Modeling the effect of water depth on rock cutting processes with the use of discrete element method
CEDA Dredging Days 2015 - Innovative Dredging Solutions for Ports, Rotterdam
Helmons RLJ, Miedema SA and van Rhee C - Delft University of Technology, the Netherlands
Abstract: Whether it is for the construction of ports on new locations, the widening of canals through mountainous terrain or deep sea mining, efficient rock cutting is still one of the challenges that the dredging industry is facing. This gets more challenging by the fact that in dredging rock cutting is most of the time an underwater process. The water that is surrounding the rock and in the pores of the rock can have a major influence on the rock cutting process by increasing the required cutting forces.
During cutting, the rock matrix deforms and as a result local fluid pressure differences will occur. The magnitude of these pressure differences, and thus its effect on the cutting process, depends on the water depth and the cutting velocity. As a result of this, rock that is brittle under atmospheric conditions will behave more ductile in larger water depths. This paper focuses on the effect that the water depth can have on the cutting process.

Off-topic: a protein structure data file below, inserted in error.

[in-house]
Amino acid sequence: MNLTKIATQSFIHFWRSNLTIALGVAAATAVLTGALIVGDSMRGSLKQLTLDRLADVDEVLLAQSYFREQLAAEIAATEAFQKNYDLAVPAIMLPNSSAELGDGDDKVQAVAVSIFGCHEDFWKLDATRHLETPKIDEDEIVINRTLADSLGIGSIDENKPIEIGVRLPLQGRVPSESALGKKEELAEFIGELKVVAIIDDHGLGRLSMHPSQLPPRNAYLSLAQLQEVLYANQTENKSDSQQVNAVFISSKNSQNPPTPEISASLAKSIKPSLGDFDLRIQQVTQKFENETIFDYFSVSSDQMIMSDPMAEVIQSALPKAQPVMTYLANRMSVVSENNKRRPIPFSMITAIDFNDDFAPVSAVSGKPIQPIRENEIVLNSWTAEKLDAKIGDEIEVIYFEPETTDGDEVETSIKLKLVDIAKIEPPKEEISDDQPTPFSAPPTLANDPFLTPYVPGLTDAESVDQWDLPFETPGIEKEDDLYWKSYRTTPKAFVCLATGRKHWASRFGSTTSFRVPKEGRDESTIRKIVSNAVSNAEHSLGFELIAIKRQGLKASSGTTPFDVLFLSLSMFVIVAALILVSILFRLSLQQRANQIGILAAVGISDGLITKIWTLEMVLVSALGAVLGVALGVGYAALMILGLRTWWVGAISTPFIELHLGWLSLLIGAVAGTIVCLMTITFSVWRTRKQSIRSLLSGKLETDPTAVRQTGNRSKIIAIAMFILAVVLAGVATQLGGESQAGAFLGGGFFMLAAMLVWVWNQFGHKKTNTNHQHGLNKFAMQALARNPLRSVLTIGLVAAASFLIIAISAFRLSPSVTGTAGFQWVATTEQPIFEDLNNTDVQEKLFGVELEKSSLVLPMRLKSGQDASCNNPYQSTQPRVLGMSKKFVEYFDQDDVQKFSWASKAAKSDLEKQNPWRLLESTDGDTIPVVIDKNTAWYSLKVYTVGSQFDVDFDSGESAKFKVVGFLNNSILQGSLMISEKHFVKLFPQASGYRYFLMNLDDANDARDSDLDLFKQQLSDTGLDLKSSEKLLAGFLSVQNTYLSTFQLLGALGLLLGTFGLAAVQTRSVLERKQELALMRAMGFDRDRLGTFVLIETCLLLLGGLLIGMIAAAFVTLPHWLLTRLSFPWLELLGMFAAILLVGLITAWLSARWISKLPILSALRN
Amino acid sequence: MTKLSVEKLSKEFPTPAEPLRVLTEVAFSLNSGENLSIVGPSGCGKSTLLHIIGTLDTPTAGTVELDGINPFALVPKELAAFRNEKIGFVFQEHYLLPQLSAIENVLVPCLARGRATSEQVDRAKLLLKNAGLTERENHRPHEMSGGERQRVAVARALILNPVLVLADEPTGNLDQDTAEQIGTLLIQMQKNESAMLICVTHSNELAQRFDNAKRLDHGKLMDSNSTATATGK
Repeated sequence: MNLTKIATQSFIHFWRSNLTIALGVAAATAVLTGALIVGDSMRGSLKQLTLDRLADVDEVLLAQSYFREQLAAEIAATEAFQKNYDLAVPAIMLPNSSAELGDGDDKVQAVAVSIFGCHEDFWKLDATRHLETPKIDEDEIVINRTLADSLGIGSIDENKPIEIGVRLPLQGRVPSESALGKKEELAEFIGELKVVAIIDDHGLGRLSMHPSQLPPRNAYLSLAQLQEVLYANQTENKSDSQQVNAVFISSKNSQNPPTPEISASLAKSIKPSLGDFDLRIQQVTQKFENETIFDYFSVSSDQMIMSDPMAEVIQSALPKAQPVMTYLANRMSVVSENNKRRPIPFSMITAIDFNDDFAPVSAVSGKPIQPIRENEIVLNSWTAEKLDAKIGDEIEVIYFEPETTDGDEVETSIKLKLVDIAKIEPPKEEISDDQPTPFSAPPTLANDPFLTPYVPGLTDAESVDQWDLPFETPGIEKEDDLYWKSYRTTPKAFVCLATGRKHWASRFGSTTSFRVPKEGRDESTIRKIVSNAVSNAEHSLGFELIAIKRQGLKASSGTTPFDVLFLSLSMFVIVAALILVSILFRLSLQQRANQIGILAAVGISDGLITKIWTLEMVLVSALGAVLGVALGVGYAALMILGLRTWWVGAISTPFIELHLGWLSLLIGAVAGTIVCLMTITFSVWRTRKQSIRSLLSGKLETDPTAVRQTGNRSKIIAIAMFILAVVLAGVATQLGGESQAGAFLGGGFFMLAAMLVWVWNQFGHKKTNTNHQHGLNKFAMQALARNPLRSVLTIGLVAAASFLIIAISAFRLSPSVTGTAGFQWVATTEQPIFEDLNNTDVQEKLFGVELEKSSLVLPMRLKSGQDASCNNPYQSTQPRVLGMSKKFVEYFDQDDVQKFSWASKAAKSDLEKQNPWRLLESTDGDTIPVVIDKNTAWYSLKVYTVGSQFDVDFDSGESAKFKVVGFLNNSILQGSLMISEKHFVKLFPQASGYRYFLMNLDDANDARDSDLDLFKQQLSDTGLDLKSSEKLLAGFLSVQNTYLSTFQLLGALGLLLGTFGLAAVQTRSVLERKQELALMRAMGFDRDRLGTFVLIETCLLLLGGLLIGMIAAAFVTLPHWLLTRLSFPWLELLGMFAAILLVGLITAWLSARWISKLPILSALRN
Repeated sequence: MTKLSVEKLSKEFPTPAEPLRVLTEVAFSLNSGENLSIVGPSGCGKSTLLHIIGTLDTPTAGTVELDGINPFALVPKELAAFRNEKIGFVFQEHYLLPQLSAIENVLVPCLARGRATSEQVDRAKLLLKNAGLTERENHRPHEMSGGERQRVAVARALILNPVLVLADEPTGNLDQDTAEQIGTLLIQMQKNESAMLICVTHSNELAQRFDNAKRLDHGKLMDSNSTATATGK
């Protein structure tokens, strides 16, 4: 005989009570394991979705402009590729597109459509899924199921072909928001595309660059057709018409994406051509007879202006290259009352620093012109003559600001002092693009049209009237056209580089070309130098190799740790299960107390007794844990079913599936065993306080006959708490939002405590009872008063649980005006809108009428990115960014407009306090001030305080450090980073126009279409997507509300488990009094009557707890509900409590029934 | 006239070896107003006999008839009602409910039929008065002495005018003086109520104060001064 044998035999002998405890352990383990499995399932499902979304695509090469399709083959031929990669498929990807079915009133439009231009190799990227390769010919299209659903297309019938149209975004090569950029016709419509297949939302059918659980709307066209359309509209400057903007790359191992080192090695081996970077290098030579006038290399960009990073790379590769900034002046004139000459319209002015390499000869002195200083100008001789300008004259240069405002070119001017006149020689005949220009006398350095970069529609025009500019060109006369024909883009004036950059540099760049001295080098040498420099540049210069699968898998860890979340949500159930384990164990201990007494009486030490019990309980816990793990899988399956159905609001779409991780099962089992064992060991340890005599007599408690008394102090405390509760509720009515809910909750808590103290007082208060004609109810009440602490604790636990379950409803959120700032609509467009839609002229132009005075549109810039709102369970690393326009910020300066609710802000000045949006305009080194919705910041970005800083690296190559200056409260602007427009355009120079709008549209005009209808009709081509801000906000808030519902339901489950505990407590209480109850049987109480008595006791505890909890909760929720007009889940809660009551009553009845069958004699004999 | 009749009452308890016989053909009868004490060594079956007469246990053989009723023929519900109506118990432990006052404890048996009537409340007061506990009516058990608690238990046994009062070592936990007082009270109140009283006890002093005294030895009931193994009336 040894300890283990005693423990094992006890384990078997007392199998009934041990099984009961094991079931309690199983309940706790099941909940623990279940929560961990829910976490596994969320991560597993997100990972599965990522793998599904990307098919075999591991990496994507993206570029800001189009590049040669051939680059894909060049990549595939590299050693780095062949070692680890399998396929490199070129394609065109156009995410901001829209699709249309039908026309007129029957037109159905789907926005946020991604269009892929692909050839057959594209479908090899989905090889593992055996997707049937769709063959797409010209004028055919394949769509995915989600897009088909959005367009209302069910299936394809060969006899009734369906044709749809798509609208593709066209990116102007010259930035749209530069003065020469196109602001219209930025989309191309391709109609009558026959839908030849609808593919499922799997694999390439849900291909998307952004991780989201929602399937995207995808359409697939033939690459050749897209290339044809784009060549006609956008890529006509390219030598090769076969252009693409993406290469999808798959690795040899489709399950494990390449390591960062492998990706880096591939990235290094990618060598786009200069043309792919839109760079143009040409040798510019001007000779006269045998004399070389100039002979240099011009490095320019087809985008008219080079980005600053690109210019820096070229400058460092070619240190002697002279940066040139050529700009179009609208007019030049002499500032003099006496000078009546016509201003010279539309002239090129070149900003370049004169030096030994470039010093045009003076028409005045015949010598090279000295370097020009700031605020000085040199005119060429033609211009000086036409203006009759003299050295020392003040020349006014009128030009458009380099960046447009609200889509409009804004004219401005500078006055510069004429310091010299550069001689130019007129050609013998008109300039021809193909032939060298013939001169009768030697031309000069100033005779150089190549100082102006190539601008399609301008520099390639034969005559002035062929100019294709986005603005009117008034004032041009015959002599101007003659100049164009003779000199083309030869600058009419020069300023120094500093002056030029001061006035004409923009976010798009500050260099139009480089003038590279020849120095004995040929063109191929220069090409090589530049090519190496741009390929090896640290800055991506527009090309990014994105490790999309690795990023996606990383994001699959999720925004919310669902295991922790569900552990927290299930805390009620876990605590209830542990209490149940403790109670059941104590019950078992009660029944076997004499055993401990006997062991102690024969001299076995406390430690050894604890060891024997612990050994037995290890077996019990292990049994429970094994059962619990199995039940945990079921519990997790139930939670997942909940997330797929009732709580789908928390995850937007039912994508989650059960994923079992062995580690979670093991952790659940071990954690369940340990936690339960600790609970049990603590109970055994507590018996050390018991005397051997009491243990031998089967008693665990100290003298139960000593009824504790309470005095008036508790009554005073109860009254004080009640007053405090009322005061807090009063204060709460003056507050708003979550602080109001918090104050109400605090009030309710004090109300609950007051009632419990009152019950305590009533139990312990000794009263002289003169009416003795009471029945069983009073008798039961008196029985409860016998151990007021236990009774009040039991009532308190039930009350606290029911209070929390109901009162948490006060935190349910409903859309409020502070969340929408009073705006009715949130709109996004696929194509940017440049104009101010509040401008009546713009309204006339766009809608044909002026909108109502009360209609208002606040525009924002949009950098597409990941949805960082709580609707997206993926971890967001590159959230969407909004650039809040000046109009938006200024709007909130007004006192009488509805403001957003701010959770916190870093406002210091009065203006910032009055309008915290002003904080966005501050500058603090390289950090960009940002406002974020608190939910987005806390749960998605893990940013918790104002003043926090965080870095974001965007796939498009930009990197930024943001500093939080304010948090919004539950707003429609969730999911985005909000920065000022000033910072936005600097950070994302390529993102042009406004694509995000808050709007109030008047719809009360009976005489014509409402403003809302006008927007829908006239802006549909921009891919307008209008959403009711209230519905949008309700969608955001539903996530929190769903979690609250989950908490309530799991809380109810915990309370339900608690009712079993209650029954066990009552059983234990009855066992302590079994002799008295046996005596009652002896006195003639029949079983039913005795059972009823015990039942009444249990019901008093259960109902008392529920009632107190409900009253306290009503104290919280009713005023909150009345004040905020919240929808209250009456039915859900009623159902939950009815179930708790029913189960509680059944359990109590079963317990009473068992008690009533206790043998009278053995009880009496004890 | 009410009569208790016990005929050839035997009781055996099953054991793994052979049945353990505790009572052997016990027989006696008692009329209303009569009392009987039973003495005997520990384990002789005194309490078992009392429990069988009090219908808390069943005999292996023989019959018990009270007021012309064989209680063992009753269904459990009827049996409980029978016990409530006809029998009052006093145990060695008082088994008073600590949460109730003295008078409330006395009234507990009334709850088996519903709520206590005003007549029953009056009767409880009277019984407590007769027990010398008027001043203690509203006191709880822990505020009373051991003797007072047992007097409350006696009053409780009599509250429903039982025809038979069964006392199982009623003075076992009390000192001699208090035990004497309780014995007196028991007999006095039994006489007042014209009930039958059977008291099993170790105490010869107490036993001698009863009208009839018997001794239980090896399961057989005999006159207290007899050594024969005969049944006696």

The Discrete Element Method (DEM) has been successful in the modeling of rock cutting processes for dry, land-based operations. In order to make the DEM useful for underwater excavations, it has been extended with a fluid coupling. Results of this extension with respect to the effect of water depth will be presented. A clear distinction between shallow water (brittle) and deep water cutting (ductile) is observed. The newly developed method will give more insight in the physical processes that occur during cutting and it can help to improve the design and operational guidelines of the cutting equipment and processes.
Key words: rock mechanics, rock cutting